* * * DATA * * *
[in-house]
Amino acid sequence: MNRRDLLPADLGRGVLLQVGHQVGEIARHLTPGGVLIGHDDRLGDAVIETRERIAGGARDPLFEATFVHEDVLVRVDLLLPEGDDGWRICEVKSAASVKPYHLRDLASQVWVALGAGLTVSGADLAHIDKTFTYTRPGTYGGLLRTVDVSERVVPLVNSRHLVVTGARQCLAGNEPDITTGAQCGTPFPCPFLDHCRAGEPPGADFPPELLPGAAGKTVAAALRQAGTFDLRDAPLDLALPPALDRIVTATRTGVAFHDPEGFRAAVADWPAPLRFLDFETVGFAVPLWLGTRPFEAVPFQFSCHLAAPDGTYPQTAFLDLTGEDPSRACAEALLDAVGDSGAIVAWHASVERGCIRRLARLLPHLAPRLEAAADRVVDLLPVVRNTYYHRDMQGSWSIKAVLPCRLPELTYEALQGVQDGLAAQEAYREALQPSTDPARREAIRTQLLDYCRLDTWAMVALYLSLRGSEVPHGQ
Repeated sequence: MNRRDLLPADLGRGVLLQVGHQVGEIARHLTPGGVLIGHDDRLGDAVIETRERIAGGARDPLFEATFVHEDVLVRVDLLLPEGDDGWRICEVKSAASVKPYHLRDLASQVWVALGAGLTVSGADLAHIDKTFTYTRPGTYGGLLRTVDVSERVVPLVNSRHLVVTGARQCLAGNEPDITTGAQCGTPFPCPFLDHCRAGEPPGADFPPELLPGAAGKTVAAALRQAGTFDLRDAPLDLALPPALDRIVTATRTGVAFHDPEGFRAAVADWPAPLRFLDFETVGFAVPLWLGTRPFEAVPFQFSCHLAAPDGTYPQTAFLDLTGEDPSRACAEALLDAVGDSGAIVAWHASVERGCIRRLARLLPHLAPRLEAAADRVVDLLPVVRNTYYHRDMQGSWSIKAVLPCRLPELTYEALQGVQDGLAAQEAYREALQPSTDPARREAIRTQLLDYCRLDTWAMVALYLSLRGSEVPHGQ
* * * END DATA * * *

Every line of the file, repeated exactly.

[in-house]
Amino acid sequence: MNRRDLLPADLGRGVLLQVGHQVGEIARHLTPGGVLIGHDDRLGDAVIETRERIAGGARDPLFEATFVHEDVLVRVDLLLPEGDDGWRICEVKSAASVKPYHLRDLASQVWVALGAGLTVSGADLAHIDKTFTYTRPGTYGGLLRTVDVSERVVPLVNSRHLVVTGARQCLAGNEPDITTGAQCGTPFPCPFLDHCRAGEPPGADFPPELLPGAAGKTVAAALRQAGTFDLRDAPLDLALPPALDRIVTATRTGVAFHDPEGFRAAVADWPAPLRFLDFETVGFAVPLWLGTRPFEAVPFQFSCHLAAPDGTYPQTAFLDLTGEDPSRACAEALLDAVGDSGAIVAWHASVERGCIRRLARLLPHLAPRLEAAADRVVDLLPVVRNTYYHRDMQGSWSIKAVLPCRLPELTYEALQGVQDGLAAQEAYREALQPSTDPARREAIRTQLLDYCRLDTWAMVALYLSLRGSEVPHGQ
Repeated sequence: MNRRDLLPADLGRGVLLQVGHQVGEIARHLTPGGVLIGHDDRLGDAVIETRERIAGGARDPLFEATFVHEDVLVRVDLLLPEGDDGWRICEVKSAASVKPYHLRDLASQVWVALGAGLTVSGADLAHIDKTFTYTRPGTYGGLLRTVDVSERVVPLVNSRHLVVTGARQCLAGNEPDITTGAQCGTPFPCPFLDHCRAGEPPGADFPPELLPGAAGKTVAAALRQAGTFDLRDAPLDLALPPALDRIVTATRTGVAFHDPEGFRAAVADWPAPLRFLDFETVGFAVPLWLGTRPFEAVPFQFSCHLAAPDGTYPQTAFLDLTGEDPSRACAEALLDAVGDSGAIVAWHASVERGCIRRLARLLPHLAPRLEAAADRVVDLLPVVRNTYYHRDMQGSWSIKAVLPCRLPELTYEALQGVQDGLAAQEAYREALQPSTDPARREAIRTQLLDYCRLDTWAMVALYLSLRGSEVPHGQ